The New York Law Journal by Mark Fass - March 10, 2009
A Brooklyn judge has recused himself from a receivership case where the plaintiff is represented by a law firm that employs two state lawmakers, one of whom voted against a judicial pay raise. In a scathing 10-page decision, Supreme Court Justice Arthur M. Schack (See Profile) wrote that it would be improper for him, as a petitioner in an action against the Legislature seeking raises for judges, to adjudicate an action in which the firm has a stake. "To avoid any potential appearance of impropriety in the instant case, since both Senator Craig M. Johnson and Assembly Member Marc S. Alessi are both of counsel to Jaspan Schelsinger Hoffman . . . I must recuse myself," Justice Schack wrote in JPMorgan Chase v. Bergen Plaza, 126/09. The Brooklyn Supreme Court decision will be published Thursday. "I hope that Mr. Johnson and Mr. Alessi would allow the judges of this state to receive their first pay raise in this century. Thanks to our legislators . . . our New York State judges are the 'Rodney Dangerfields' of government. A pay raise would help to give us a little respect, instead of, as recently said by Chief Judge Kaye, 'the disdain with which we are treated.'"
Justice Schack's recusal order is yet another salvo in the fight for pay increases for New York's approximately 1,300 trial judges, who have not received a raise since 1999, when the Legislature bumped their salaries to $136,700 a year. No state has gone longer without raising judicial pay; according to one study, New York ranks 48th in judicial pay when adjusted for the cost of living. Last May, then-Chief Judge Judith S. Kaye, a leading advocate for judicial raises, e-mailed the entire state judiciary, advising her fellow judges that they may recuse themselves as a matter of "individual conscience," but that a "strategy" of recusals could "hurt our cause" (NYLJ, May 2, 2008).
Two weeks later, the state Commission on Judicial Conduct warned that judges who recuse themselves to protest legislative inaction could face disciplinary actions. The County Judges Association of the State of New York then adopted a resolution supporting "the recusal of any New York State Judges, as a matter of personal conscience, in regard to their ability to be fair and impartial due to the controversy surrounding Judicial compensation." Though no one keeps an official count of the recusals, Steven W. Schlesinger told the Law Journal last year that in a three-month period about 20 judges recused themselves from cases involving his firm. Yesterday, he did not return a call for comment. In one such case, Trump on the Ocean, LLC v. Cortes-Vasquez, 5329-08, then-Nassau Supreme Justice Leonard B. Austin granted a potential intervenor's motion for recusal.
"The integrity of the judicial process requires that all attorneys and their clients believe that the decisions of this or any other court are based upon the facts and the law and not some issue in an unrelated matter which can be perceived as affecting the Court's impartiality or sense of fairness," Justice Austin wrote. Last week Justice Austin was appointed to the Appellate Division, Second Department. In the present action before Justice Schack, JPMorgan Chase, the plaintiff, sought the appointment of a receiver for a bankrupt Brooklyn shopping plaza. Justice Schack recused himself, citing his status as a plaintiff in Maron v. Silver, 06-021984, which seeks an increase in judicial salaries to $169,300. He wrote that it would neither be proper nor appear proper for him to rule on a case involving Jaspan Schlesinger, where both Mr. Johnson and Mr. Alessi are counsel. Mr. Alessi voted against the raises; the issue has not come to a vote before the Assembly.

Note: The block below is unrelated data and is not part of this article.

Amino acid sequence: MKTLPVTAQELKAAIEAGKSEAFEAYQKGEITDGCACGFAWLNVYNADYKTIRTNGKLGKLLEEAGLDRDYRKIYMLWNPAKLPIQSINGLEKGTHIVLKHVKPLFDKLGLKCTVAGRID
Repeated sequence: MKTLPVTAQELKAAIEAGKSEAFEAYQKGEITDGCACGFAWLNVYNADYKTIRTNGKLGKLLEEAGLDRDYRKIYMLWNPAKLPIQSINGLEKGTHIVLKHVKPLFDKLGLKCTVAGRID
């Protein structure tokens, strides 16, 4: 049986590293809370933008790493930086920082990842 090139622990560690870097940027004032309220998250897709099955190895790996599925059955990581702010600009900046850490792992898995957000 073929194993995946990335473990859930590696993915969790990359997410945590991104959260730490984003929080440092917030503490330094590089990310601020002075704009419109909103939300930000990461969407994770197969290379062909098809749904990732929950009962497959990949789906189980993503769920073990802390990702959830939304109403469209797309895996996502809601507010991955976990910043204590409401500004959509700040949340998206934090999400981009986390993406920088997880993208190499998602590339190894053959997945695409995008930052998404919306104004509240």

"Both Senator Johnson and Assemblyman Alessi have the right to earn additional income, unlike judges," Justice Schack wrote. "It is high time for [them] to realize that the approximately 1300 New York State judges are working people who deserve their first pay raise in more than a decade." According to a spokesman for the Office of Court Administration, JPMorgan Chase will now go to Justice Abraham Gerges, Brooklyn's administrative judge, for reassignment. Antonia Donohue of Jaspan Schlesinger represented the plaintiffs, JPMorgan Chase. She declined to comment. The defendant, Bergen Plaza, did not answer the complaint. Its phone has been disconnected and no one responded to an e-mail requesting comment. The judges' pay-raise suit, Maron, is not faring well. In December 2007, Albany Supreme Court Justice Thomas J. McNamara dismissed all but one claim (NYLJ, Dec. 3, 2007). The Appellate Division, Third Department, affirmed 4-1, and the judges are now seeking leave to appeal (NYLJ, Nov. 14, 2008).
There are two other lawsuits seeking higher pay for judges. Larabee v. Silver, 112301/07, was filed in Manhattan Supreme Court in September 2007 on behalf of the New York City Family Court Association, the state Family Court Judges Association, the New York City Civil Court Judges Association and the New York City Criminal Court Judges Association. In Kaye v. Silver, 400763/08, filed in April 2008, Judge Kaye claimed the Legislature denied the judges their constitutional right to an adequate salary. Manhattan Supreme Court Justice Edward Lehner is now considering a motion for summary judgment and a motion to dismiss in Kaye. Justice Lehner's denial of the government's motion for summary judgment in Larabee has been appealed to the Appellate Division, First Department. Mark.Fass@incisivemedia.com
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